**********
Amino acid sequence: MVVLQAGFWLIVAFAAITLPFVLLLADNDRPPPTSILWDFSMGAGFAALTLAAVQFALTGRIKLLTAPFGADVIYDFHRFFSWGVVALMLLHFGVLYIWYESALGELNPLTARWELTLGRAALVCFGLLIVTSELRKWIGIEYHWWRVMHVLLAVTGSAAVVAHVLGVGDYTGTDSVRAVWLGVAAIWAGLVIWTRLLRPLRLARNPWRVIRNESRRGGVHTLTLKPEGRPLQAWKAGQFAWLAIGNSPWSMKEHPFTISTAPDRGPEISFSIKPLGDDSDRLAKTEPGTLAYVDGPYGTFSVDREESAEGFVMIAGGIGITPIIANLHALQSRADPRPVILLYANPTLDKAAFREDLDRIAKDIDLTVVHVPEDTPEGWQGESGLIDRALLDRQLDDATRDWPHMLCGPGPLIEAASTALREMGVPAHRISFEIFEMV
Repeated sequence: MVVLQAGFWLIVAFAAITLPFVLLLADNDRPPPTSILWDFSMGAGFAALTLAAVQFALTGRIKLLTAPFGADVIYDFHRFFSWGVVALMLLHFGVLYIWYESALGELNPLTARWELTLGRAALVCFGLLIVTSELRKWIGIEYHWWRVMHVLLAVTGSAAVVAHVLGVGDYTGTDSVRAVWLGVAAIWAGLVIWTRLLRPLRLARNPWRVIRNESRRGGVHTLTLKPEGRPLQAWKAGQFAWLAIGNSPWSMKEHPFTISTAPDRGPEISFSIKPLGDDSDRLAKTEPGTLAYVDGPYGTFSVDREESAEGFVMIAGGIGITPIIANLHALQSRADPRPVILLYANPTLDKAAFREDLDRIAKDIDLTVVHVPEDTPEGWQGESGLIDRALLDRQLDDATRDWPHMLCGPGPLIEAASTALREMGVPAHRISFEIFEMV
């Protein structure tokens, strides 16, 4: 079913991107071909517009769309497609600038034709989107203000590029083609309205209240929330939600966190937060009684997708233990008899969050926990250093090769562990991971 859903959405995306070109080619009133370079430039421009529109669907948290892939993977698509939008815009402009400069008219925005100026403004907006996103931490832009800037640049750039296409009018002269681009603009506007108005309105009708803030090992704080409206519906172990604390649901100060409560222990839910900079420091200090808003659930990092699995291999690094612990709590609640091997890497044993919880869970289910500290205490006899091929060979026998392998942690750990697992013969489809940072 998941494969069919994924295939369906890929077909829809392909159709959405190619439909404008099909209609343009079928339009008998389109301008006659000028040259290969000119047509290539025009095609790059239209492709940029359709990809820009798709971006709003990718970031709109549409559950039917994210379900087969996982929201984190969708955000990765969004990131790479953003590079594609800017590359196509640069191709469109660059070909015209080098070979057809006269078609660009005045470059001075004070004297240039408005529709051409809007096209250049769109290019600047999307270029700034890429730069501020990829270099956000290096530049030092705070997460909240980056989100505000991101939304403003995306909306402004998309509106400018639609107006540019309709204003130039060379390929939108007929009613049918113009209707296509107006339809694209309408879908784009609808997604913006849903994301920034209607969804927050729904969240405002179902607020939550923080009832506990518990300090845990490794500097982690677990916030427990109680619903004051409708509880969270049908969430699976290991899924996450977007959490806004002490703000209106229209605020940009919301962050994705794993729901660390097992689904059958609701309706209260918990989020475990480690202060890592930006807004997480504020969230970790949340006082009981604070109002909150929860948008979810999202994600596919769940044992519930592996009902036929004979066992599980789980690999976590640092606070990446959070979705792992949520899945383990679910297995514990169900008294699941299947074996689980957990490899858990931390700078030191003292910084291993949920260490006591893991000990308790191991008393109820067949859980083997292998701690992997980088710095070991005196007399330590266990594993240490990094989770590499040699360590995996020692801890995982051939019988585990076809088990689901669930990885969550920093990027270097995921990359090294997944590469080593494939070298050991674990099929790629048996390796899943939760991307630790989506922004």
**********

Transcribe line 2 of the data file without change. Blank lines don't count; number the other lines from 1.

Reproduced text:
Repeated sequence: MVVLQAGFWLIVAFAAITLPFVLLLADNDRPPPTSILWDFSMGAGFAALTLAAVQFALTGRIKLLTAPFGADVIYDFHRFFSWGVVALMLLHFGVLYIWYESALGELNPLTARWELTLGRAALVCFGLLIVTSELRKWIGIEYHWWRVMHVLLAVTGSAAVVAHVLGVGDYTGTDSVRAVWLGVAAIWAGLVIWTRLLRPLRLARNPWRVIRNESRRGGVHTLTLKPEGRPLQAWKAGQFAWLAIGNSPWSMKEHPFTISTAPDRGPEISFSIKPLGDDSDRLAKTEPGTLAYVDGPYGTFSVDREESAEGFVMIAGGIGITPIIANLHALQSRADPRPVILLYANPTLDKAAFREDLDRIAKDIDLTVVHVPEDTPEGWQGESGLIDRALLDRQLDDATRDWPHMLCGPGPLIEAASTALREMGVPAHRISFEIFEMV